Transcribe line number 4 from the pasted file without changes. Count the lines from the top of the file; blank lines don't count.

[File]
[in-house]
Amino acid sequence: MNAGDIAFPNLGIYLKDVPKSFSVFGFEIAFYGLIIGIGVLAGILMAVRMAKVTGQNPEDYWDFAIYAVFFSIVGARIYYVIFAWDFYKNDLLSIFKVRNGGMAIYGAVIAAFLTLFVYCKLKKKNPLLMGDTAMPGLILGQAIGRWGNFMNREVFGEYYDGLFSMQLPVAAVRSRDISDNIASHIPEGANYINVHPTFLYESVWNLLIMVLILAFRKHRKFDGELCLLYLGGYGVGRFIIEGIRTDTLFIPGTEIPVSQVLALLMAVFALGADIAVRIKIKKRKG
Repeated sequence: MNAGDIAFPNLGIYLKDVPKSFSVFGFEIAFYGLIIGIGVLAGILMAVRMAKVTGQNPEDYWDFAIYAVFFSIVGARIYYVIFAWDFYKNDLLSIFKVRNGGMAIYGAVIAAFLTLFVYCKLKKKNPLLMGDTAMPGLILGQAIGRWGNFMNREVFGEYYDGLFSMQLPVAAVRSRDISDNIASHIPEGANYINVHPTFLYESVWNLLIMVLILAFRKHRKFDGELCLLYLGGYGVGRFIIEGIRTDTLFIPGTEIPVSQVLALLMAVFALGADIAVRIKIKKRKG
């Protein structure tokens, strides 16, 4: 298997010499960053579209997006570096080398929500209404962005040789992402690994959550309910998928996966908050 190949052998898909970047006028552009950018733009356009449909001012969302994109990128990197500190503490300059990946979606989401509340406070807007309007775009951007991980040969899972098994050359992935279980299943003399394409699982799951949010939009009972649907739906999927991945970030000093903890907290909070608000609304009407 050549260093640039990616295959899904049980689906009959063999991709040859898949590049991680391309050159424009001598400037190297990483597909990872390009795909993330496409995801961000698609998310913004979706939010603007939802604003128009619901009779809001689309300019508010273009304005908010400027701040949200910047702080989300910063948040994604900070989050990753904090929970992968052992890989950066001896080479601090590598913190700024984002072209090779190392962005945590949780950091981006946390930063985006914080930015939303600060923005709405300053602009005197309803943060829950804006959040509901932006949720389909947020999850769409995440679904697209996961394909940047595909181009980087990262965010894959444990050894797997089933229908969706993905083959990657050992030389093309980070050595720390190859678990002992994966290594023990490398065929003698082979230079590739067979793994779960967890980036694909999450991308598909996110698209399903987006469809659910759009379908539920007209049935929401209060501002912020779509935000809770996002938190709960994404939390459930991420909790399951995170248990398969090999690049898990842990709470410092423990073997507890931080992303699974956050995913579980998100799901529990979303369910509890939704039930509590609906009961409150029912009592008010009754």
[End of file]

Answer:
């Protein structure tokens, strides 16, 4: 298997010499960053579209997006570096080398929500209404962005040789992402690994959550309910998928996966908050 190949052998898909970047006028552009950018733009356009449909001012969302994109990128990197500190503490300059990946979606989401509340406070807007309007775009951007991980040969899972098994050359992935279980299943003399394409699982799951949010939009009972649907739906999927991945970030000093903890907290909070608000609304009407 050549260093640039990616295959899904049980689906009959063999991709040859898949590049991680391309050159424009001598400037190297990483597909990872390009795909993330496409995801961000698609998310913004979706939010603007939802604003128009619901009779809001689309300019508010273009304005908010400027701040949200910047702080989300910063948040994604900070989050990753904090929970992968052992890989950066001896080479601090590598913190700024984002072209090779190392962005945590949780950091981006946390930063985006914080930015939303600060923005709405300053602009005197309803943060829950804006959040509901932006949720389909947020999850769409995440679904697209996961394909940047595909181009980087990262965010894959444990050894797997089933229908969706993905083959990657050992030389093309980070050595720390190859678990002992994966290594023990490398065929003698082979230079590739067979793994779960967890980036694909999450991308598909996110698209399903987006469809659910759009379908539920007209049935929401209060501002912020779509935000809770996002938190709960994404939390459930991420909790399951995170248990398969090999690049898990842990709470410092423990073997507890931080992303699974956050995913579980998100799901529990979303369910509890939704039930509590609906009961409150029912009592008010009754």